Five Things You Need to Know to Start Your Day
U.S. stocks meandered in negative territory most of the day as trade rhetoric did little to sway investors and the collapse of talks between Donald Trump and Kim Jong Un weighed on sentiment. Here are some of the things people in markets are talking about.
North Korean leader Kim Jong Un vowed to meet again with President Donald Trump to continue nuclear negotiations after a two-day summit between the leaders collapsed Thursday amid discord over sanctions and conflicting accounts of Pyongyang’s demands. Kim’s pledge was released Friday through North Korea’s state-run news agency KCNA in a report that presented a more optimistic outlook than the regime’s top diplomats gave in a rare news conference hours earlier. Kim expressed appreciation for Trump’s “active efforts toward results” and called the summit talks “productive.” North Korean Foreign Minister Ri Yong-Ho previously disputed Trump’s claim that Kim had demanded a complete removal of economic sanctions -- which the U.S. president said led him to break off talks. Another top regime diplomat signaled a hardening stance, telling reporters Kim may have “lost the will” to make a deal on his country’s nuclear program.
Stocks Post First 3-Day Slide of Year
Asian shares looked set for a mixed start after U.S. stocks edge lower Thursday. The S&P 500 fell for a third consecutive day for the first time this year as lingering concerns over trade and geopolitical risks offset a report showing the economy cooled by less than expected last quarter. The dollar climbed and Treasury yields increased. “With this positive momentum, investors are just looking for a little bit of a pause,” said Gene Goldman, chief investment officer at Cetera Investment Management. “Now on the docket is what’s next? We had some data reports and GDP today, but that’s still two month-old data, so investors need some more news.”
Trade Deal Near?
The U.S. and China are on the cusp of a “historic” agreement that would commit Beijing to cut subsidies for state-owned companies and disclose when its central bank intervenes in currency markets, Larry Kudlow, director of the White House’s National Economic Council, said in an interview Thursday on CNBC. “The progress has been terrific,” he said. “We have to hear from President Xi and the Politburo of course, but I think we’re headed toward a remarkable historic deal.” The Asian nation has also pledged to “de-emphasize” its plans to dominate in emerging technologies, outlined in its Made-in-China 2025 plan, he added. Still, Trump said during a press conference in Hanoi Thursday: “I am always prepared to walk. I’m never afraid to walk from a deal, and I would do that with China, too, if it didn’t work out.”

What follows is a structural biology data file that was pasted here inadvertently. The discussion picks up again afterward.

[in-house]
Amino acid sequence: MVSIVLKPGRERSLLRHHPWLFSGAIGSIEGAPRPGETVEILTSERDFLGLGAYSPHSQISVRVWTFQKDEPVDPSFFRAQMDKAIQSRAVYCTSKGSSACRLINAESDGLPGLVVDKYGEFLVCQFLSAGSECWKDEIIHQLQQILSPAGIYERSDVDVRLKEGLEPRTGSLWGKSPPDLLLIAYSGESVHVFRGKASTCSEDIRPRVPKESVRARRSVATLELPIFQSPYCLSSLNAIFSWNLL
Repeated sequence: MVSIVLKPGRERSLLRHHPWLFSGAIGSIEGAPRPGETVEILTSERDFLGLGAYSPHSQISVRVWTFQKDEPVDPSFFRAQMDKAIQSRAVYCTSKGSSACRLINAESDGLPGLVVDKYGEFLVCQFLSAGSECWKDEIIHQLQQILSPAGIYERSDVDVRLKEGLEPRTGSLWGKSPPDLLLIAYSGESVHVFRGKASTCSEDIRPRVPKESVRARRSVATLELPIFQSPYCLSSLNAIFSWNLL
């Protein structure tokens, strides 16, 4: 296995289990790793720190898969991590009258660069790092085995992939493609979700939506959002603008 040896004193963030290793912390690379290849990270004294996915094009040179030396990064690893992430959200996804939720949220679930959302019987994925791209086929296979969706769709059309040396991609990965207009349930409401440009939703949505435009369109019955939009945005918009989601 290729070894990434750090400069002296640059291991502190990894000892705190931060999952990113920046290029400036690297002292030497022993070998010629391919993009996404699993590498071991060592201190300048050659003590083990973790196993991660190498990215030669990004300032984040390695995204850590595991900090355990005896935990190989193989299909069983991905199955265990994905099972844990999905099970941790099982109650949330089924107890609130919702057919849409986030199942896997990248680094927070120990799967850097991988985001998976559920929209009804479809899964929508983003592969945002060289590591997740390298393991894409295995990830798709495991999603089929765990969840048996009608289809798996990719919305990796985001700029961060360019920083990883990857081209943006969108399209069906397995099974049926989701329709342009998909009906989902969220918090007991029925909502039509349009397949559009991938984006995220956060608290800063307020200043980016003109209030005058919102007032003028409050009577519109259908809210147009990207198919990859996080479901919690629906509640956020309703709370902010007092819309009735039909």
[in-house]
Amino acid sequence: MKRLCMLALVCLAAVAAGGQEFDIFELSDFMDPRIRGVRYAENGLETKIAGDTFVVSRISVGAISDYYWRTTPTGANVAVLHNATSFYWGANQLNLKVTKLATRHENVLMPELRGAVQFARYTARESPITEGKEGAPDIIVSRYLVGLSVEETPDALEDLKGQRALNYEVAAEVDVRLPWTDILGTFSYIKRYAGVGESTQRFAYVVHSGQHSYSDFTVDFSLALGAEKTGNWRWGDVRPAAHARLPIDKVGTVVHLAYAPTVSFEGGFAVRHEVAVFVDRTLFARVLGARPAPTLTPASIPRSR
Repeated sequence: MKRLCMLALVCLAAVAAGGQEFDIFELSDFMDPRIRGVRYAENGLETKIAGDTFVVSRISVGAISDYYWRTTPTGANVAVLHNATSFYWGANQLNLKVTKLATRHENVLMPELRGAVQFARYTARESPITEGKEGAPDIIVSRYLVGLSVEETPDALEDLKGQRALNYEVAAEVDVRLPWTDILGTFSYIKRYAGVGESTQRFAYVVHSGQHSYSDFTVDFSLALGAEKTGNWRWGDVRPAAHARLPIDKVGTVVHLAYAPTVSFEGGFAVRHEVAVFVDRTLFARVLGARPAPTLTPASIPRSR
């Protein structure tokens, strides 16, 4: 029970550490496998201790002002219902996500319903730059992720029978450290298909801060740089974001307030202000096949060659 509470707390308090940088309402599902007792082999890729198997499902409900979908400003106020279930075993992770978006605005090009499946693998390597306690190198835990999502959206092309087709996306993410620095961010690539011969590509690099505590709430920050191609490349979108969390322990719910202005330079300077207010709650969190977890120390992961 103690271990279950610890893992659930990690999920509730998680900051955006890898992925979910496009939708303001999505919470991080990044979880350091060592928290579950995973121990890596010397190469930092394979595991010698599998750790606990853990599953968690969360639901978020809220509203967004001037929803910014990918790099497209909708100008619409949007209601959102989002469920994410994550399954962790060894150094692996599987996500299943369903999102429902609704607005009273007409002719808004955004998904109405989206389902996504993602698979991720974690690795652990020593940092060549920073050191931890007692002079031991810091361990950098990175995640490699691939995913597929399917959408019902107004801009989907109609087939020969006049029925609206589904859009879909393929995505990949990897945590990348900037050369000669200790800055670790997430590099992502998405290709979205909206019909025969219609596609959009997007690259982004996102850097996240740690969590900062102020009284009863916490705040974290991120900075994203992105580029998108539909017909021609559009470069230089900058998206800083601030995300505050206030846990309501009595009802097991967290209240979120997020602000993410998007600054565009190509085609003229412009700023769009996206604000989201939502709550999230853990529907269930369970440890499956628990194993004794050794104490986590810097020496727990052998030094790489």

China’s MSCI Bump
MSCI Inc. will increase fourfold the weighting of China-listed shares in benchmark indexes tracked by global investors, a decision that could see billions of dollars flow into one of the world’s most volatile major stock markets. The increase will occur in three steps, the New York-based firm said in a statement Thursday, saying the initial inclusion in its indexes has been “a positive experience for international institutional investors” that fostered an appetite for more. Shares listed on the tech-heavy ChiNext board will join MSCI indexes for the first time in 2019. The ramp-up is happening faster than expected given that China’s stocks only gained a place in MSCI’s global indexes last year, and comes as Beijing courts international capital with a slew of steps to improve market access. UBS Group AG forecasts flows of around $12.5 billion into China this year stemming from MSCI, as well as FTSE Russell, adding the nation’s stocks to their indexes.
Pakistan Said to Use U.S. Fighters
India accused Pakistan of using U.S.-made F-16 fighter jets in its raid in Kashmir, opening up a potential diplomatic row over the aircraft’s deployment by one American ally against another. India said it scrambled MiG-21 Bison, Su-30 MKI and Mirage-2000 aircraft to intercept Pakistan’s jets and has evidence, including the wreckage of an AIM-120 advanced medium-range air-to-air missile fired by a Pakistani F-16. “There is enough evidence to show that F-16s were used in this mission and Pakistan is trying to hide this fact,” Kapoor said at a joint briefing by India’s armed forces. Pakistani “aircraft attempting to target military installations were intercepted by IAF fighter aircraft, which thwarted their plans.”
What we’ve been reading:
This is what caught our eye over the last 24 hours.
- Trump gives North Korea a pass on human rights.
- Chasing China theft, U.S. uncovers bonuses for stolen data.
- Huawei pleads not guilty in U.S. case.
- India’s growth slows amid spat with Pakistan.
- What peak car will mean for the auto industry around the world.
- Eye creams that can disguise how tired your are.
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